Does this Court know? It just might: At least seven of the nine justices have written thoughtfully about executive government. And the Court's decisions provide reasons for hope. In numerous separation-of-powers cases, the justices have explained their views and then disagreed not along partisan lines, but for candidly stated legal reasons. B&B Hardware v. Hargis, a 2015 trademark case, featured a sharp disagreement between justices Samuel Alito and Clarence Thomas (joined by Justice Scalia) as to when, if ever, administrative agencies may revise the rulings of an Article III court. Oil States Energy Services v. Green's Energy Group, a related 2018 patent case, brought an even sharper disagreement between justices Thomas and Gorsuch. City of Arlington v. FCC, a 2013 case concerning judicial deference vis-à-vis an agency's legal determinations, produced a near-legendary disagreement between Justice Scalia and Chief Justice Roberts. The list of similarly abstruse cases with strenuous disagreements that cut across perceived lines of political allegiance could easily be extended, and more of the same would be better yet. In a recent address, Chief Justice Roberts proffered this set of cases in defense of, and as evidence for, the Court's legitimacy as a court: Justices are judges, not partisans.

It is possible that judicial disagreements over separation-of-powers questions signal judicial confusion and disarray, providing yet further reasons to doubt the Court's ability to confront an overbearing executive. It is undoubtedly true that the Court lacks coherent anti-rot doctrines. Reading the cases, however, it is equally true that the justices understand this. The general run of cases is best understood as a work in progress — as the Court's collective effort to think through, and develop, separation-of-powers doctrines that will work for the pressing and enduring problems of institutional politics as they now present themselves. The Court's legitimacy may come to hang on the success of that enterprise.


As noted above, the standard political-science playbook does not contemplate the Court's current predicament. But there is an instructive case: Youngstown Sheet & Tube Company v. Sawyer, the famous "steel-seizure case" in 1952 where the Court, by a 6-3 vote, blocked President Harry Truman's order to seize private steel mills during the Korean War. The differences between our political culture then and now are significant to be sure. Youngstown was decided in and for a different, more confident, and in many ways a better country: a country of moderate parties rather than polarized tribes, and better yet, without blogs or Twitter. It was a different Court too, stacked with die-hard New Dealers. And Youngstown was not some boring administrative-law case, but a dramatic constitutional confrontation. Still, the parallels are worth noting.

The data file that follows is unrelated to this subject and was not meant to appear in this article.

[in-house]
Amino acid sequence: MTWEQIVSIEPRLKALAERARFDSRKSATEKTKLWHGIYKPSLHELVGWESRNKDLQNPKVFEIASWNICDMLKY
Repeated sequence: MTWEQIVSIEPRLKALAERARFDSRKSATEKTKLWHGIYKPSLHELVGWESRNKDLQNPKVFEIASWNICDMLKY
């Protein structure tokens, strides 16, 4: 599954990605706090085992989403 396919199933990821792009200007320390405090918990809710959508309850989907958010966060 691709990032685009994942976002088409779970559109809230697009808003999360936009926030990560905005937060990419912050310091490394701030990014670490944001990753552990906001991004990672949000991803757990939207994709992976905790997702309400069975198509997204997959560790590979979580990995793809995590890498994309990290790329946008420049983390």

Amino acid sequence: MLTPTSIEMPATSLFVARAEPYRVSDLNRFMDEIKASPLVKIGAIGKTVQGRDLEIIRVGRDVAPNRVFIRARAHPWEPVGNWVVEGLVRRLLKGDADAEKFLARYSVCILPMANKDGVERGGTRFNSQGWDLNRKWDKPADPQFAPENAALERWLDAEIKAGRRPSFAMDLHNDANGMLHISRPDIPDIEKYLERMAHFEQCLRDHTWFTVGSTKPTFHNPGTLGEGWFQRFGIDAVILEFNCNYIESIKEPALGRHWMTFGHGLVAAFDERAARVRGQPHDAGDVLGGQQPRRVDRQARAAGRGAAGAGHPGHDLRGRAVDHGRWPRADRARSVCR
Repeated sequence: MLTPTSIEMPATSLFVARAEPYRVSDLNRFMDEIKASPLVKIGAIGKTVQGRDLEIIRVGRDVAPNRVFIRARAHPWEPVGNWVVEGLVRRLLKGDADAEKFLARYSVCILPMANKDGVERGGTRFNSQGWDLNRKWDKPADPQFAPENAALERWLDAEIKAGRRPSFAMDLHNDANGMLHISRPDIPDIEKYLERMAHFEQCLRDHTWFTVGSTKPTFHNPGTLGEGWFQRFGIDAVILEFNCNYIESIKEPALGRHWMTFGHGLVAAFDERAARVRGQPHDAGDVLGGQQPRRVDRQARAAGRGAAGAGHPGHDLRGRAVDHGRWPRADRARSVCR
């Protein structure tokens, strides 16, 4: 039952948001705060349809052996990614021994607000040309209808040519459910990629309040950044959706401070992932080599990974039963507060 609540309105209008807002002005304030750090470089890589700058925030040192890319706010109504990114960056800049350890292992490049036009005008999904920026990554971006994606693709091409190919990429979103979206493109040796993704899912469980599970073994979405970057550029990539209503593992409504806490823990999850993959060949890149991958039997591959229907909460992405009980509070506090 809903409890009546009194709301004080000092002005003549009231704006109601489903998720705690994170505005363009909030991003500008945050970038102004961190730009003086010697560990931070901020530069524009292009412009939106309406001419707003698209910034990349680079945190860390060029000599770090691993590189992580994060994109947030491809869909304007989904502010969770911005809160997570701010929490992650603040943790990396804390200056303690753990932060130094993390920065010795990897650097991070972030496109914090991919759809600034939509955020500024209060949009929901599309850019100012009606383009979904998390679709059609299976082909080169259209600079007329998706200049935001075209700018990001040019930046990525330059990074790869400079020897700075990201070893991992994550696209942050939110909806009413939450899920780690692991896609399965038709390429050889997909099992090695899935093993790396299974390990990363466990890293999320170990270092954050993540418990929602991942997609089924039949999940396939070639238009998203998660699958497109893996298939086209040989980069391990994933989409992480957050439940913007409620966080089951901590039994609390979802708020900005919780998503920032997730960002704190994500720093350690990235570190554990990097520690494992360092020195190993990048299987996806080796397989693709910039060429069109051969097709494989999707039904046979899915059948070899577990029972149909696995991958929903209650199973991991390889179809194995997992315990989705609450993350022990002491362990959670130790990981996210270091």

Then as now, the justices were confronting a constitutional problem for which our Madisonian understanding provides no answer: legislative abdication. (In 1952, Congress had neither authorized nor prohibited Truman's move to seize steel mills, and it dawdled even as the president urged action.) Then as now, the central separation-of-powers struggle was not between Congress and the executive, or between Congress and the Court, but between the executive and the Court. Then as now, the Court's legitimacy hung in the balance — and the justices lacked a coherent theory to re-limit executive power.

After two decades of New Deal and wartime presidential government, the Court featured a cast of justices who had variously propounded, defended, or greenlighted bold executive exertions of power. Where, then, would a theory to restrain the executive come from? With the Youngstown decision, the justices pulled out all the constitutional stops they could think of. The case produced six separate majority opinions, none of them terribly compelling as a legal matter. The ruling was a jurisprudential Apollo 13. The operation could have gone badly awry, but the justices brought the baby down with duct tape and band-aids because they rightly thought they had to do so — confronted, as they were, with the prospect of a permanent emergency government dominated by the executive. "[M]en have discovered no technique for long preserving free government except that the Executive be under the law," wrote Justice Robert Jackson near the end of his opinion. "Such institutions may be destined to pass away. But it is the duty of the Court to be last, not first, to give them up."

That is not an exhaustive constitutional theory — not even close. But in thinking about the Court's legitimacy here and now, it is a fine place to start.

Michael S. Greve is a professor at Antonin Scalia Law School.